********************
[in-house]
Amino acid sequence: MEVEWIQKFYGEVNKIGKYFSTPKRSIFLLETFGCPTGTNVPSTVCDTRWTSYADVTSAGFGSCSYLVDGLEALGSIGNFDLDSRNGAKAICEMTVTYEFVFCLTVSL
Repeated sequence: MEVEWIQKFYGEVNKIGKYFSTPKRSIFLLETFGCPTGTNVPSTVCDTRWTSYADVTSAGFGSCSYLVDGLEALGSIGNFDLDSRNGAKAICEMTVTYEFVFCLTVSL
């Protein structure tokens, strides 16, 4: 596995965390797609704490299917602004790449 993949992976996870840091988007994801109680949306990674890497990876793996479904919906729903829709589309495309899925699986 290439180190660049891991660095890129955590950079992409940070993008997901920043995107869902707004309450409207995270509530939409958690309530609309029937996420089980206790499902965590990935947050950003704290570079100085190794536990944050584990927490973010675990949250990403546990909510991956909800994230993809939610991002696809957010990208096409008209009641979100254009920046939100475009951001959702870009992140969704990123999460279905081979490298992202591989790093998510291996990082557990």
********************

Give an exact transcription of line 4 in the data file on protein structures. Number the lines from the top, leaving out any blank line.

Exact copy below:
């Protein structure tokens, strides 16, 4: 596995965390797609704490299917602004790449 993949992976996870840091988007994801109680949306990674890497990876793996479904919906729903829709589309495309899925699986 290439180190660049891991660095890129955590950079992409940070993008997901920043995107869902707004309450409207995270509530939409958690309530609309029937996420089980206790499902965590990935947050950003704290570079100085190794536990944050584990927490973010675990949250990403546990909510991956909800994230993809939610991002696809957010990208096409008209009641979100254009920046939100475009951001959702870009992140969704990123999460279905081979490298992202591989790093998510291996990082557990």